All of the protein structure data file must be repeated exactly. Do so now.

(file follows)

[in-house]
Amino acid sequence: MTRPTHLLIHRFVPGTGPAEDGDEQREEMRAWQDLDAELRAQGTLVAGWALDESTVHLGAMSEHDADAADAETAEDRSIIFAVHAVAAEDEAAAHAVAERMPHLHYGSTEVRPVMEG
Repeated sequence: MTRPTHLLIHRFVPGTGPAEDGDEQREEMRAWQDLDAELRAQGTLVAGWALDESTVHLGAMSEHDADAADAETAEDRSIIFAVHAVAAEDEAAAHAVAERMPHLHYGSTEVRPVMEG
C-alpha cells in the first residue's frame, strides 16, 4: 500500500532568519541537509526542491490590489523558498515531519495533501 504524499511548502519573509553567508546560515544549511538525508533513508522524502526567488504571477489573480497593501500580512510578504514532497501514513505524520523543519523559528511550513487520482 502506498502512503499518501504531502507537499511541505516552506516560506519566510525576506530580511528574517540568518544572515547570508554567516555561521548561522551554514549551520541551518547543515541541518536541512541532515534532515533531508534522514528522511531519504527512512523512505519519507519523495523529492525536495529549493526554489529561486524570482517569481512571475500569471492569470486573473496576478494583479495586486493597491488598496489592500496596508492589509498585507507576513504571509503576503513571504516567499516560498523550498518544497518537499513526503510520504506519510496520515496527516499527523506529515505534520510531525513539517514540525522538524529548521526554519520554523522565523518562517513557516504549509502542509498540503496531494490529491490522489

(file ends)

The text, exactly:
[in-house]
Amino acid sequence: MTRPTHLLIHRFVPGTGPAEDGDEQREEMRAWQDLDAELRAQGTLVAGWALDESTVHLGAMSEHDADAADAETAEDRSIIFAVHAVAAEDEAAAHAVAERMPHLHYGSTEVRPVMEG
Repeated sequence: MTRPTHLLIHRFVPGTGPAEDGDEQREEMRAWQDLDAELRAQGTLVAGWALDESTVHLGAMSEHDADAADAETAEDRSIIFAVHAVAAEDEAAAHAVAERMPHLHYGSTEVRPVMEG
C-alpha cells in the first residue's frame, strides 16, 4: 500500500532568519541537509526542491490590489523558498515531519495533501 504524499511548502519573509553567508546560515544549511538525508533513508522524502526567488504571477489573480497593501500580512510578504514532497501514513505524520523543519523559528511550513487520482 502506498502512503499518501504531502507537499511541505516552506516560506519566510525576506530580511528574517540568518544572515547570508554567516555561521548561522551554514549551520541551518547543515541541518536541512541532515534532515533531508534522514528522511531519504527512512523512505519519507519523495523529492525536495529549493526554489529561486524570482517569481512571475500569471492569470486573473496576478494583479495586486493597491488598496489592500496596508492589509498585507507576513504571509503576503513571504516567499516560498523550498518544497518537499513526503510520504506519510496520515496527516499527523506529515505534520510531525513539517514540525522538524529548521526554519520554523522565523518562517513557516504549509502542509498540503496531494490529491490522489